Card Radio was conceived as an environmentally friendly piece of consumer electronics, presumably with the mass market in mind. Its entire housing is made from recyclable, though not recycled, cardboard. Despite its low cost and eco-credentials, Card Radio aims not to sacrifice elegance, harkening back to the 1960s aesthetic that designer Chris McNicholl claims as its influence. Read More
— Telecommunications

Full-duplex technology could double wireless capacity with no new towers

Earlier this year, Stanford University researchers created a full-duplex radio that allowed wireless signals to be sent and received simultaneously, thereby doubling the speed of existing networks. Using the same approach, researchers at Rice University have now developed similar full-duplex technology that would effectively double the throughput on mobile networks without the addition of any extra towers. Read More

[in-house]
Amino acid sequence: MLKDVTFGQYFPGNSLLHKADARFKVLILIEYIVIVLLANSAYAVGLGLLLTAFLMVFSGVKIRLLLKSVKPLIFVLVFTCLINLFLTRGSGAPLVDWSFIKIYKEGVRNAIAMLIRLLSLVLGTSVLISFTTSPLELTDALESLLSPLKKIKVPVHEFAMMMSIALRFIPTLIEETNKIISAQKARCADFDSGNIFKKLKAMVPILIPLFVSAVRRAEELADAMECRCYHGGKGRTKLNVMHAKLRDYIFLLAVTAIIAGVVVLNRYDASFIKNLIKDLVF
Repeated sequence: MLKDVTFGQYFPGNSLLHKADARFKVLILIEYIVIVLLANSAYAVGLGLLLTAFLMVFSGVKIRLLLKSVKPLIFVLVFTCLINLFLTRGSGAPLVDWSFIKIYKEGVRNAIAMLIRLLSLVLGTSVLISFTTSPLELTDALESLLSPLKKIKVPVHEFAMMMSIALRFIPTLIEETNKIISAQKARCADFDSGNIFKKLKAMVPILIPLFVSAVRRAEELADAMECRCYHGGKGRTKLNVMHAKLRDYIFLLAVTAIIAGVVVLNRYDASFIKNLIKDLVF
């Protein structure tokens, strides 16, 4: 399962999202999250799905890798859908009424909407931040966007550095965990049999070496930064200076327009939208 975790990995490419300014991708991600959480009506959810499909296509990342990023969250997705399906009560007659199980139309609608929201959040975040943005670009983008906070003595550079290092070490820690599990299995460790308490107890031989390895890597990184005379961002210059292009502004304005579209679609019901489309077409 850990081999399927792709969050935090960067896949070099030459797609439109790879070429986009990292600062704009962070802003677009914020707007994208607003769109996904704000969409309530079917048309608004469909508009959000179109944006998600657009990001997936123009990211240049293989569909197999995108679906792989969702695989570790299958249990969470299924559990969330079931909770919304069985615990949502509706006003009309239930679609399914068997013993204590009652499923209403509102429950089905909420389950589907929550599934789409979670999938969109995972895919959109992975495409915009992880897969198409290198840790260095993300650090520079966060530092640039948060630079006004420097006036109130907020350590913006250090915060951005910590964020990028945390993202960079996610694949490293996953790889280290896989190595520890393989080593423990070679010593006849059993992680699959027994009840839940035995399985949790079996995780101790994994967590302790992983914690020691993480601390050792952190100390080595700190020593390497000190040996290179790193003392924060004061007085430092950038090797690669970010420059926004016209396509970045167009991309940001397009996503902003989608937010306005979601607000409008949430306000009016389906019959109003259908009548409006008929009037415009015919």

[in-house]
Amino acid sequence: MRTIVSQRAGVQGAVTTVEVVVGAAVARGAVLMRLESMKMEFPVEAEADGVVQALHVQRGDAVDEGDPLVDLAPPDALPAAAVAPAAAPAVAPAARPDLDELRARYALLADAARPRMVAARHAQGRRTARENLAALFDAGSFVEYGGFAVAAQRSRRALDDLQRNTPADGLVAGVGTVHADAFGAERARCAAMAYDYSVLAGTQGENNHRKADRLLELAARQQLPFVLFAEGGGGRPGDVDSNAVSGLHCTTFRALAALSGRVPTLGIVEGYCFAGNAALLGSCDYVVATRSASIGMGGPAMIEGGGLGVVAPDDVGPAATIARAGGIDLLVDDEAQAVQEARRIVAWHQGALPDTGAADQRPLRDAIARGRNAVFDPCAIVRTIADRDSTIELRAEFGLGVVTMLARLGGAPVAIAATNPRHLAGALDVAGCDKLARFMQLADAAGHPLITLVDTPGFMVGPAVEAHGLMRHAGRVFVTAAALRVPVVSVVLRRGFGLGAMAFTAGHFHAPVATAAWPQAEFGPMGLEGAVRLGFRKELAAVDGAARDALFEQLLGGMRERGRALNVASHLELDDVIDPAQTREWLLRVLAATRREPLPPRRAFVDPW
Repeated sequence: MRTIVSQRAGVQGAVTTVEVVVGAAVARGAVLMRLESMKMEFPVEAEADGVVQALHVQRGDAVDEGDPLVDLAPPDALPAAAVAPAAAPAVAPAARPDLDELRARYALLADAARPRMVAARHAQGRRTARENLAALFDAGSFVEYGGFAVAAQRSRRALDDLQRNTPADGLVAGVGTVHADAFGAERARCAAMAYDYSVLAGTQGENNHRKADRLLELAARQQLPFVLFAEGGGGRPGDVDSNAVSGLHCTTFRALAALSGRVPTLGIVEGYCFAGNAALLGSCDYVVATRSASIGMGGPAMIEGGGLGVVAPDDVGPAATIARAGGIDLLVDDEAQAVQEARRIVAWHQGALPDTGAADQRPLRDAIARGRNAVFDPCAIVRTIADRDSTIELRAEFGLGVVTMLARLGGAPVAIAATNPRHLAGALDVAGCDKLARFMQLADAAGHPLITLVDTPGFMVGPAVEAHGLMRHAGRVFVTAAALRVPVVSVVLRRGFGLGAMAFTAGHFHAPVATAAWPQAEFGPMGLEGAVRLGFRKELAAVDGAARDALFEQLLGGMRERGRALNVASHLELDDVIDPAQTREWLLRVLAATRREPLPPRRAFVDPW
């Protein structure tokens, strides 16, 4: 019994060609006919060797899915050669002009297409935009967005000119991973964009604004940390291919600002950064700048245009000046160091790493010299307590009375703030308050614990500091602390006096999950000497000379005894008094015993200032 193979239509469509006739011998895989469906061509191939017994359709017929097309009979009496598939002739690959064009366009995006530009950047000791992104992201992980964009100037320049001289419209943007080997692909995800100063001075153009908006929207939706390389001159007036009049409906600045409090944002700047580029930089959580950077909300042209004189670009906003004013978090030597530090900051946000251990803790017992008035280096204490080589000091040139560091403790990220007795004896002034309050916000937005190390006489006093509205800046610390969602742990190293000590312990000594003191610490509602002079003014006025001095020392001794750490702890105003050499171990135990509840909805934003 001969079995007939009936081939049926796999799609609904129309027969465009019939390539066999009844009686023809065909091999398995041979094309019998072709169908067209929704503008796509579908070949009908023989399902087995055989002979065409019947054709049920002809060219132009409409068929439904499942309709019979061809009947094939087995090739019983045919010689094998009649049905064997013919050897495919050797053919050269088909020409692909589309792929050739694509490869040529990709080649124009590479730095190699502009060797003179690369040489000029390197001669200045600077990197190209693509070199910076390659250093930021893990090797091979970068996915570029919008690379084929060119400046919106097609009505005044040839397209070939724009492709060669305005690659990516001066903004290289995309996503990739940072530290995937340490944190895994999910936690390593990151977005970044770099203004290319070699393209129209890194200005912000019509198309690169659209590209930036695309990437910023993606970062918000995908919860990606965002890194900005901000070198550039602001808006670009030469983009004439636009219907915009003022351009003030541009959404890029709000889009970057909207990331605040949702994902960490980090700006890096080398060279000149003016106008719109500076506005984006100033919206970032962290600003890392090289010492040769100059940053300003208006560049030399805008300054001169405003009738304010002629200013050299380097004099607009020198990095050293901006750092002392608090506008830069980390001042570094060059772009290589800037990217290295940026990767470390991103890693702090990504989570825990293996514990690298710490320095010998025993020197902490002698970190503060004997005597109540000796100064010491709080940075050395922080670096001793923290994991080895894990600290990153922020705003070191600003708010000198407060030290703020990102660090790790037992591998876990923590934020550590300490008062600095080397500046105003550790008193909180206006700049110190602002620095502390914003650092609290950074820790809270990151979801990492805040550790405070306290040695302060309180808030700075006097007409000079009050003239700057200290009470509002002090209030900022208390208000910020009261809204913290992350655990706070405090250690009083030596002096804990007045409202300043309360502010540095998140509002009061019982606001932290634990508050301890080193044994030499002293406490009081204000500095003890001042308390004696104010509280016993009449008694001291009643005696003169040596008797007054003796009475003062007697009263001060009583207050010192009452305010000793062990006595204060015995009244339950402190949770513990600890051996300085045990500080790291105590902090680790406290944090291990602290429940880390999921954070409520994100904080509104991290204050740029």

— Telecommunications

Improved tracking system being developed for firefighters

Even though firefighting is one of the most dangerous jobs in the world, firefighters still communicate using analog radio signals, that can be blocked by concrete walls. This means that, upon venturing into a burning building, a firefighter might have no way of letting their commander know their present location – a situation that could prove deadly, if they ended up trapped or injured. In order to address the situation, the U.S. Department of Homeland Security’s Science and Technology Directorate has created a new three-part system that lets fire crews keep track of the location and well-being of every member of their team, all the time. Read More